Accuracy of stereotactic coordinate transformation using a localisation frame and computed tomographic imaging Part I. Influence of the mathematical and physical properties of the CT on the image of the rods of the localisation frame and the determination of their centres

Citation
P. Grunert et al., Accuracy of stereotactic coordinate transformation using a localisation frame and computed tomographic imaging Part I. Influence of the mathematical and physical properties of the CT on the image of the rods of the localisation frame and the determination of their centres, NEUROSURG R, 22(4), 1999, pp. 173-187
Citations number
36
Language
INGLESE
art.tipo
Review
Categorie Soggetti
Neurology
Journal title
NEUROSURGICAL REVIEW
ISSN journal
0344-5607 → ACNP
Volume
22
Issue
4
Year of publication
1999
Pages
173 - 187
Database
ISI
SICI code
0344-5607(199912)22:4<173:AOSCTU>2.0.ZU;2-9
Abstract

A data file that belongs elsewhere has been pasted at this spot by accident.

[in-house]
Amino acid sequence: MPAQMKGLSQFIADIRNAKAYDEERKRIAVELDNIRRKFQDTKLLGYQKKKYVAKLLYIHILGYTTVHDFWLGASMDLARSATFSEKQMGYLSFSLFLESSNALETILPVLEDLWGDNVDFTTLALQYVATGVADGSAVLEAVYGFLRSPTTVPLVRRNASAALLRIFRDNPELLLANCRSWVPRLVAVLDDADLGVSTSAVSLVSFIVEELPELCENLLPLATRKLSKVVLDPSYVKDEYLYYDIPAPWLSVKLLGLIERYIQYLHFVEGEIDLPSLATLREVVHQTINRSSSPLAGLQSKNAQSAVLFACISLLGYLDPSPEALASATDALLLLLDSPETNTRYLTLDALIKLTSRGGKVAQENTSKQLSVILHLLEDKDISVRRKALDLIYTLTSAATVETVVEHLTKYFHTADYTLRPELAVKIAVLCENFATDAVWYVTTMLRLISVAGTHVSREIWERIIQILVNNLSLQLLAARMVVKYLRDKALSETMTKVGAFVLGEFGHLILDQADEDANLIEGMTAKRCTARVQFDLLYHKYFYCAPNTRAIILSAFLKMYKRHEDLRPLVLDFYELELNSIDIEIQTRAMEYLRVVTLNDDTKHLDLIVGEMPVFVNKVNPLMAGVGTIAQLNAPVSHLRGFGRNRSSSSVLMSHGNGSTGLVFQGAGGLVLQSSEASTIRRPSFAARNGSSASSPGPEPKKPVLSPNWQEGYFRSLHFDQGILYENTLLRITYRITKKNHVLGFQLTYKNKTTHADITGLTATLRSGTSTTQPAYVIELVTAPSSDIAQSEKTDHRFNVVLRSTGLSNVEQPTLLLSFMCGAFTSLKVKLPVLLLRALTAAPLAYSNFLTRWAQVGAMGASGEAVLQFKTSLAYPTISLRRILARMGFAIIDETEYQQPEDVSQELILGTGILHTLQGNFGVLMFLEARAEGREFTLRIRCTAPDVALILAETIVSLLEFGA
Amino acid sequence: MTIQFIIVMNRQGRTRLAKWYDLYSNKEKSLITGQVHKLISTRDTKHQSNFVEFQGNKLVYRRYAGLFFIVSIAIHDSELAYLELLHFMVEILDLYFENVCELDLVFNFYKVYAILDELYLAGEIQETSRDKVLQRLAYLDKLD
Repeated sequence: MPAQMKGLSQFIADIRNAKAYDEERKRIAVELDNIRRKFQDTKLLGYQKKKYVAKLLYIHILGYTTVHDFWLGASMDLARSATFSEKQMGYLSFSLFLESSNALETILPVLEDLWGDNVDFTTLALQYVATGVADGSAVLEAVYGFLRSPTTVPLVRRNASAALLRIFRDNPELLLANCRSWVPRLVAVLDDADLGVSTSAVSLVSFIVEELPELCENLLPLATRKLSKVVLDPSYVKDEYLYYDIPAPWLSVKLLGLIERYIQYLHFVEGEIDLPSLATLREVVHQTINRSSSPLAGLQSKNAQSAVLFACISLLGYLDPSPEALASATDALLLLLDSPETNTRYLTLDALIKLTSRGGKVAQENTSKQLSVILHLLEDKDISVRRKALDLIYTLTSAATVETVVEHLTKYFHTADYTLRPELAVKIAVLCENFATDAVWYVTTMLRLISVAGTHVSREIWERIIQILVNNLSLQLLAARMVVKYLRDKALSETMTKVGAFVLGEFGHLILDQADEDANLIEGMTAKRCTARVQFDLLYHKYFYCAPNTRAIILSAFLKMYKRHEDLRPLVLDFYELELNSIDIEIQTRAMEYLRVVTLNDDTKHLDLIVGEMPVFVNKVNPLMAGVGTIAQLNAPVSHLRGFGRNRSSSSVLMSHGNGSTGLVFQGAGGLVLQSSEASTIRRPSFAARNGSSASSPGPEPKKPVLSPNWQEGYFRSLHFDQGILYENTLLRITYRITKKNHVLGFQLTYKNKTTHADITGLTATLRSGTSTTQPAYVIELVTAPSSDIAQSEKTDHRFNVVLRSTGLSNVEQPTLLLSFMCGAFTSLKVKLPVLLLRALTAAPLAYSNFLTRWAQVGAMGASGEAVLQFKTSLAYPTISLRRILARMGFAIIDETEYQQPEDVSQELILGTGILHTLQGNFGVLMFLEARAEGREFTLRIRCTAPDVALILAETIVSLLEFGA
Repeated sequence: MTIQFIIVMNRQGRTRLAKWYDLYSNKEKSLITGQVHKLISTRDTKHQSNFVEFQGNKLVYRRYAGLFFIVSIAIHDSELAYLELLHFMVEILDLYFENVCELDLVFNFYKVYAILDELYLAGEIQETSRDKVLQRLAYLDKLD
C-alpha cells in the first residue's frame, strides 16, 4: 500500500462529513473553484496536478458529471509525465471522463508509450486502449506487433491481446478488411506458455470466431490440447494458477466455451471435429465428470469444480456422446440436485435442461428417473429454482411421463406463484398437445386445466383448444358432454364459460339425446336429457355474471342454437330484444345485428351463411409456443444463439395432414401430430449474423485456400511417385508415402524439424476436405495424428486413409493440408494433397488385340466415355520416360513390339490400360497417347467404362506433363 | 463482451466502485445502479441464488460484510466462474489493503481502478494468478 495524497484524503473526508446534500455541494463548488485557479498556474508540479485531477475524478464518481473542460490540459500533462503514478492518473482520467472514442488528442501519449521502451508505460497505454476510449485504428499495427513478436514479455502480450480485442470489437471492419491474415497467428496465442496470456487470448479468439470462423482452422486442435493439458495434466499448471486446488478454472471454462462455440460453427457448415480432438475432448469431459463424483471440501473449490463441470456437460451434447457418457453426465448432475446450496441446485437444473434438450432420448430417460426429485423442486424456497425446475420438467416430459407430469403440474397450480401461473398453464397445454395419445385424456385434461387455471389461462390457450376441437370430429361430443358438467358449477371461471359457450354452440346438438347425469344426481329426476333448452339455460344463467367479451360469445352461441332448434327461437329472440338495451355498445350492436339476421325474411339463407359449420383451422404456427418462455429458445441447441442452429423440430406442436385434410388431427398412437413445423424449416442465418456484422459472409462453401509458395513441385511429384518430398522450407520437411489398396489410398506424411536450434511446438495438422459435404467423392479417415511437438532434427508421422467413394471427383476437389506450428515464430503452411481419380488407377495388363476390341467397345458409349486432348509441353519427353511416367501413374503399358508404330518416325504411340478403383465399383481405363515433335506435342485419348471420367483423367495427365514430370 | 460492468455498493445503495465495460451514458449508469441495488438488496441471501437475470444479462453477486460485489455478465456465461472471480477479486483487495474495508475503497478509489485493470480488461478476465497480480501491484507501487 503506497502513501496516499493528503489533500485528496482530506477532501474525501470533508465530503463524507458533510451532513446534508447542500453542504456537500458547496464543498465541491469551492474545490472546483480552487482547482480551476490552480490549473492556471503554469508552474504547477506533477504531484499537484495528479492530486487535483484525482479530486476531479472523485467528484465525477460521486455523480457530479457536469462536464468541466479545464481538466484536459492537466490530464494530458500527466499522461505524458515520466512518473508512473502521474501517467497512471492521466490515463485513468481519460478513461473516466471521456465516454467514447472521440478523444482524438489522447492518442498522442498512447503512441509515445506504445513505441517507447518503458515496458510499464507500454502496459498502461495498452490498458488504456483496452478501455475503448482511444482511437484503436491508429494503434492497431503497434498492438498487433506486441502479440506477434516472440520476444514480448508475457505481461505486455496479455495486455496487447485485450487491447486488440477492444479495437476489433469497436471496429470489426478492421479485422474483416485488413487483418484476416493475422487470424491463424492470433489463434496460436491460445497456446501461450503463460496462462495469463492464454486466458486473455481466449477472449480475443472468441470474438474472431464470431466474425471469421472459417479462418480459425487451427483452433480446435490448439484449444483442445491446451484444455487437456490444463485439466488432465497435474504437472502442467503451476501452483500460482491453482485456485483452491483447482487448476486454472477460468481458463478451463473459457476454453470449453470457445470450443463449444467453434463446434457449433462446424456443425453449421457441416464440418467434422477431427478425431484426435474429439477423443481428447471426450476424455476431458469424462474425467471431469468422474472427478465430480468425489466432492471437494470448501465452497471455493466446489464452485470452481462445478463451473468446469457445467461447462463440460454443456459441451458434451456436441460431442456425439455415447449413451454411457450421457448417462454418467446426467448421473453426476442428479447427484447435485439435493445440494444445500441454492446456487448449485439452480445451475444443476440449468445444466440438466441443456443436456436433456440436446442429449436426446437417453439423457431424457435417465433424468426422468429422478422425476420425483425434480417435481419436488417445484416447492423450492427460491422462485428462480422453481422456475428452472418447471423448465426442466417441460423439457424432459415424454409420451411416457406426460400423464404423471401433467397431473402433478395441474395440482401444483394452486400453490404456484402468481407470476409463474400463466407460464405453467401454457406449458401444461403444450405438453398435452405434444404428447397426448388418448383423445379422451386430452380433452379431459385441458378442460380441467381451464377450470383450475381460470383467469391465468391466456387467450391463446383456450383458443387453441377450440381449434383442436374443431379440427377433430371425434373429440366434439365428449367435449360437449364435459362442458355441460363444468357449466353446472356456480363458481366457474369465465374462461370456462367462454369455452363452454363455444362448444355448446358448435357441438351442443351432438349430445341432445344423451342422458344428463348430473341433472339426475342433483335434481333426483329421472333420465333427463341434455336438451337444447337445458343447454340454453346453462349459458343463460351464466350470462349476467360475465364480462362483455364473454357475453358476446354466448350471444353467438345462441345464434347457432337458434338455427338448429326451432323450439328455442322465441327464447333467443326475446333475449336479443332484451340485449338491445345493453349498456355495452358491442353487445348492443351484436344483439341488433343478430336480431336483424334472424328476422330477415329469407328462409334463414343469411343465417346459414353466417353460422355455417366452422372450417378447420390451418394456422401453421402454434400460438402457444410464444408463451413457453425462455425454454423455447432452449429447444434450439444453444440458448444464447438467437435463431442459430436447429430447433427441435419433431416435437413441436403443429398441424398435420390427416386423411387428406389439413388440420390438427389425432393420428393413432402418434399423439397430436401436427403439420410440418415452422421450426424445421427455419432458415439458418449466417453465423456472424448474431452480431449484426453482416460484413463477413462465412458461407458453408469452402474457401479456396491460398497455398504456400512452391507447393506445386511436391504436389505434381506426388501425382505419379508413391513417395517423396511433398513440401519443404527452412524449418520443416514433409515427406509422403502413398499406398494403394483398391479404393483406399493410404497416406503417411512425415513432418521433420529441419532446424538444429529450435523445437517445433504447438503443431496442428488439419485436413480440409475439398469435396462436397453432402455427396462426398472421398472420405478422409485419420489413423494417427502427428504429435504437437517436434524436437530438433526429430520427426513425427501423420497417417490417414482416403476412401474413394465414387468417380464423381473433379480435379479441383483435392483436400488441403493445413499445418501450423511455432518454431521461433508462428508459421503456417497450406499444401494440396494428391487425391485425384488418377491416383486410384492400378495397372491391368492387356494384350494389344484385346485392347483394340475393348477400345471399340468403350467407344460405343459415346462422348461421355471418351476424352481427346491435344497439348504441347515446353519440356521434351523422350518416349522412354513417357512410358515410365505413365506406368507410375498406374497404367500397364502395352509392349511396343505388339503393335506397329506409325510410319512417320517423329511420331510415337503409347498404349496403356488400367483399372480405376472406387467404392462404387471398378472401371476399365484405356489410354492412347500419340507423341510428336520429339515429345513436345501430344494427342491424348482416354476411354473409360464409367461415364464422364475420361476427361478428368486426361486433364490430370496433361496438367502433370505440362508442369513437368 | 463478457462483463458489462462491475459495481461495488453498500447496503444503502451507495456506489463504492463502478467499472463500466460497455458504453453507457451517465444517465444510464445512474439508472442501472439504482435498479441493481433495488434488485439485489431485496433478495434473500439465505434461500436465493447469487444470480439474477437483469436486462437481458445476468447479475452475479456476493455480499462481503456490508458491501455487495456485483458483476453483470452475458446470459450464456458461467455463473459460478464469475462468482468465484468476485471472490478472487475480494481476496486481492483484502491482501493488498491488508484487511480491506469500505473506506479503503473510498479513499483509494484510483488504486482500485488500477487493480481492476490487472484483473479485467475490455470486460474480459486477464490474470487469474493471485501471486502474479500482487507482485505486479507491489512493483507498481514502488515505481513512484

The accuracy of coordinate transformation from the computed tomographic (CT ) space to the stereotactic frame space was analysed for frame-based stereo tactic systems which use a localisation frame and coordinate transformation based on matrix calculation. The coordinate transformation was divided int o three consecutive steps: (1) transforming the localisation frame into the CT image built up from pixels with distinct attenuation values, (2) determ ining the rod centres of the localisation frame in the CT image, and (3) co ordinate transformation from the image to the frame space using the centres of the rods in the image space and algebraic, matrix-based calculation. Th e error contribution at each step was evaluated separately and its effect o n the subsequent mathematical operations was analysed. The first step dealt with the influences of the mathematical and physical properties of the CT on the image of the localisation frame. Noise, slice thickness, convolution filter, dimension of the pixel matrix, and image processing had an influen ce on the attenuation values in each pixel. Above all, the slice thickness had an effect on the shape of the oblique rods in the CT image. At the seco nd step, the main error contribution was due to the method by which the cen tre of the rods was calculated. The most accurate method was to determine t he centre of,gravity using the attenuation values as single mass points (wi th accuracy in the range of +/-1/10 pixel, or +/-0.125 mm), followed by rou nding off the centre of gravity and the highest pixel value in the square m atrix R-2(N) within 1 pixel. Pointing with a cursor under visual control wa s accurate to 1 pixel and the pixel with the highest attenuation value show ed deviations of up to 2 pixels in the x and y axes. Thus, the methods diff ered by a factor of 20. The influence of the CT mathematics and physics on the determination of the centre of the fiducials was negligible in comparis on to the method of calculation used. There was no systemic error due to th e filtred back projection algorithm. Data input errors due to noise were in the range of 1/10 pixel. The effects of the remaining physical influences were all in the range of the error due to noise. In particular these result s speak in favour of no influence of slice thickness on coordinate transfor mation.